Bed Sores: Classification and Management

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  • 1. Bed Sores...
  • 2. Bed Sores • Decubitus ulcers or pressure ulcers • It is an ulceration in the skin that is caused by prolonged pressure on a bony or weight bearing part of the body.
  • 3. Most Common Areas • Sacrum • Elbow • Knee • Ankle
  • 4. Risk Factors • Unrelieved pressure • Friction • Humidity • Shearing forces • Temperature • Age • Continence • Medication
  • 5. “ A bed sore ca develop in as early as two to three hours. In its early stage, it usually appears as red blotch on the skin which is warm to touch...” (Johnson & Johnson et al)
  • 6. Causes Bedsores are accepted to be caused by three different tissue forces: • Pressure There is compression of tissues. It leads to decreased tissue perfusion, ischemia occurs leading to tissue necrosis if left untreated
  • 7. Causes • Shear force The force created when the skin of a patient stays in one place as the deep fascia and skeletal muscle slide down with gravity. This can also lead to ischemia and tissue necrosis. • Friction It causes shedding of layers of epidermis.
  • 8. Aggravating Factors • Excess moisture • Age • Nutrition • Vascular Diseases • Diabetes mellitus • Smoking • Temperature: cutaneous metabolic demand rises by 13% for every 1°C rise in cutaneous temperature
  • 9. National Pressure Ulcer Advisory Panel Classification Stage 1 • the most superficial, indicated by non blanchable redness that does not subside after pressure is relieved. • skin may be hotter or cooler than normal, have an odd texture, or perhaps be painful to the patient.
  • 10. National Pressure Ulcer Advisory Panel Classification Stage 2 • Damage to the epidermis extending into, but no deeper than, the dermis. • In this stage, the ulcer may be referred to as a blister or abrasion.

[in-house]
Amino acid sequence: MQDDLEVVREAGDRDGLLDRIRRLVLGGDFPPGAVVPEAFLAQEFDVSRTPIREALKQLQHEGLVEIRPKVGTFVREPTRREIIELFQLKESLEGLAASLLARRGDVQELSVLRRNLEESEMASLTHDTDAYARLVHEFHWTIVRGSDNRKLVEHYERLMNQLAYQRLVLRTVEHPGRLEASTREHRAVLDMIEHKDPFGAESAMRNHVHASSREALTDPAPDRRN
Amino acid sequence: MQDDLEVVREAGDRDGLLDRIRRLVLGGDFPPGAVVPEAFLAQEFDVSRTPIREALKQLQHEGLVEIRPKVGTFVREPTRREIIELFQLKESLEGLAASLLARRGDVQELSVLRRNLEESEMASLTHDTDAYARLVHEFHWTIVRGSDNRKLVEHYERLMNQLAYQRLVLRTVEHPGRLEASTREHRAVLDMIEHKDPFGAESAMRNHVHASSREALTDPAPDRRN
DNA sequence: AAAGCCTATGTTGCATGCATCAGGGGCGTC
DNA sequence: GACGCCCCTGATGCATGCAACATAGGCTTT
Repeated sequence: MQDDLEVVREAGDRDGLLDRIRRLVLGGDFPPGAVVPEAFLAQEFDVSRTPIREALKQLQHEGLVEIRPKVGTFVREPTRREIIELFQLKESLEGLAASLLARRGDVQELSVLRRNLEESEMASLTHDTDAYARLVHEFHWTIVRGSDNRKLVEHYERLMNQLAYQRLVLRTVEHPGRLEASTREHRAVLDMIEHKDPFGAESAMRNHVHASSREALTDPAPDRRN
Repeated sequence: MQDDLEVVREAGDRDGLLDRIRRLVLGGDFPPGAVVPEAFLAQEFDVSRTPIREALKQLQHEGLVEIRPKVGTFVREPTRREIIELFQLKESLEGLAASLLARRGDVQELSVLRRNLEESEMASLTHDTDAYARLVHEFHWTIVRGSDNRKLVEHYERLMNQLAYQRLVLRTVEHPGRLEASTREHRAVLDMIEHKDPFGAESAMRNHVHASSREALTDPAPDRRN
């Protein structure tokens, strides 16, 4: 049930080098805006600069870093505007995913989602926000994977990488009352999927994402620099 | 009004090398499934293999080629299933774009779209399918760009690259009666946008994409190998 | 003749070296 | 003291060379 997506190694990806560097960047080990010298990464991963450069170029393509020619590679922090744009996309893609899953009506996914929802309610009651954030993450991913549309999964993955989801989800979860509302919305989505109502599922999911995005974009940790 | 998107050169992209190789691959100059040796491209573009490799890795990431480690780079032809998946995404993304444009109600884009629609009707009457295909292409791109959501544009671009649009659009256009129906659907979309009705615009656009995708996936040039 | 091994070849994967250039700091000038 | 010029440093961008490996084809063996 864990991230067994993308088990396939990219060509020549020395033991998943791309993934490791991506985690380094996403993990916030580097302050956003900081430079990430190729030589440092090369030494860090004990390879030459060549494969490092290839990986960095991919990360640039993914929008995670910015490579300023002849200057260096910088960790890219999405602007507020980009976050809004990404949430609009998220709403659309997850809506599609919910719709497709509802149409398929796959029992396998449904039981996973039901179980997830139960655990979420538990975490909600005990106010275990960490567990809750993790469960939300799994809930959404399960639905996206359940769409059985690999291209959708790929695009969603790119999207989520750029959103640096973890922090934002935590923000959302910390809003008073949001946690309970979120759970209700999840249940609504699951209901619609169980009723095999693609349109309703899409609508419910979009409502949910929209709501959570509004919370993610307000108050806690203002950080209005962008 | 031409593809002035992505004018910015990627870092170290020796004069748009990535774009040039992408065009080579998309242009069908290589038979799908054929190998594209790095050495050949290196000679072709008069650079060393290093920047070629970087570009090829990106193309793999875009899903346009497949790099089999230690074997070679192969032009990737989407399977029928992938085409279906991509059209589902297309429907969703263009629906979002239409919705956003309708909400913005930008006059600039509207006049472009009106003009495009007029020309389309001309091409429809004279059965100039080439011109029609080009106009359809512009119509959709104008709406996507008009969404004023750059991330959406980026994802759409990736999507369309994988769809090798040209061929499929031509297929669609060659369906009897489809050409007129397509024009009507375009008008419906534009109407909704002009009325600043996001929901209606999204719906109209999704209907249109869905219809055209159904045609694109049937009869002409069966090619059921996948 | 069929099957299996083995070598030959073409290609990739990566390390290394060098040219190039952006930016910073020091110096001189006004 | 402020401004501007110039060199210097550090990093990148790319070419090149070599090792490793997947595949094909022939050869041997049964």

• 11. National Pressure Ulcer Advisory Panel Classification Stage 3 • Damage to the epidermis extending into, but no deeper than, the dermis. • In this stage, the ulcer may be referred to as a blister or abrasion
  • 12. National Pressure Ulcer Advisory Panel Classification Stage 4 • is the deepest, extending into the muscle, tendon or even bone.
  • 13. National Pressure Ulcer Advisory Panel Classification Ustageable Pressure Ulcer • Are covered with dead cells, or eschar and wound exudate, so the depth cannot be determined.
  • 14. Braden Scale for Predicting Pressure Ulcer Risk Six Criteria: • Sensory Perception • Moisture • Activity • Mobility • Nutrition • Friction and Shear
  • 15. Braden Scale for Predicting Pressure Ulcer Risk • Each category is rated on a scale of 1 to 4, excluding the 'friction and shear' category which is rated on a 1-3 scale. • A score of 23 means there is no risk for developing a pressure ulcer while the lowest possible score of 6 points represents the severest risk for developing a pressure ulcer
  • 16. Treatment Proper Care: • The most important care for a patient with bedsores is the relief of pressure. • Once a bedsore is found, pressure should immediately be lifted from the area and the patient turned at least every two hours to avoid aggravating the wound.
  • 17. Treatment Debridement • Autolytic debridement - the use of moist dressings to promote autolysis with the body's own enzymes. • Biological debridement, or maggot debridement therapy, is the use of medical maggots to feed on necrotic tissue and therefore clean the wound of excess bacteria.
  • 18. Treatment • Chemical debridement, or enzymatic debridement- the use of prescribed enzymes that promote the removal of necrotic tissue. • Mechanical debridement - the use of outside force to remove dead tissue.
  • 19. Treatment • Sharp debridement - the removal of necrotic tissue with a scalpel or similar instrument. • Surgical debridement • Ultrasound-assisted wound therapy- the use of ultrasound waves to separate necrotic and healthy tissue.
  • 20. Treatment • Nutrition • Infection control • Education of caregivers • Wound intervention